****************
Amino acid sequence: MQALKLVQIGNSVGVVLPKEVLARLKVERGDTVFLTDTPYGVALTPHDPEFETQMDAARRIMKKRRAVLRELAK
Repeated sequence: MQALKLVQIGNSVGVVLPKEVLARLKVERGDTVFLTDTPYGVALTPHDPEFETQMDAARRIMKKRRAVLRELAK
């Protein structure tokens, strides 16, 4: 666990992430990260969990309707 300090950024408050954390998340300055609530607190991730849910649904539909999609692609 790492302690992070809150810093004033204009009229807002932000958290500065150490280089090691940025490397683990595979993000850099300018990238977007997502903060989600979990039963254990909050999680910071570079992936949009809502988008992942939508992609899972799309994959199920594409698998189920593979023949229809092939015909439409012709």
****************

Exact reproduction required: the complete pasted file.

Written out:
Amino acid sequence: MQALKLVQIGNSVGVVLPKEVLARLKVERGDTVFLTDTPYGVALTPHDPEFETQMDAARRIMKKRRAVLRELAK
Repeated sequence: MQALKLVQIGNSVGVVLPKEVLARLKVERGDTVFLTDTPYGVALTPHDPEFETQMDAARRIMKKRRAVLRELAK
């Protein structure tokens, strides 16, 4: 666990992430990260969990309707 300090950024408050954390998340300055609530607190991730849910649904539909999609692609 790492302690992070809150810093004033204009009229807002932000958290500065150490280089090691940025490397683990595979993000850099300018990238977007997502903060989600979990039963254990909050999680910071570079992936949009809502988008992942939508992609899972799309994959199920594409698998189920593979023949229809092939015909439409012709």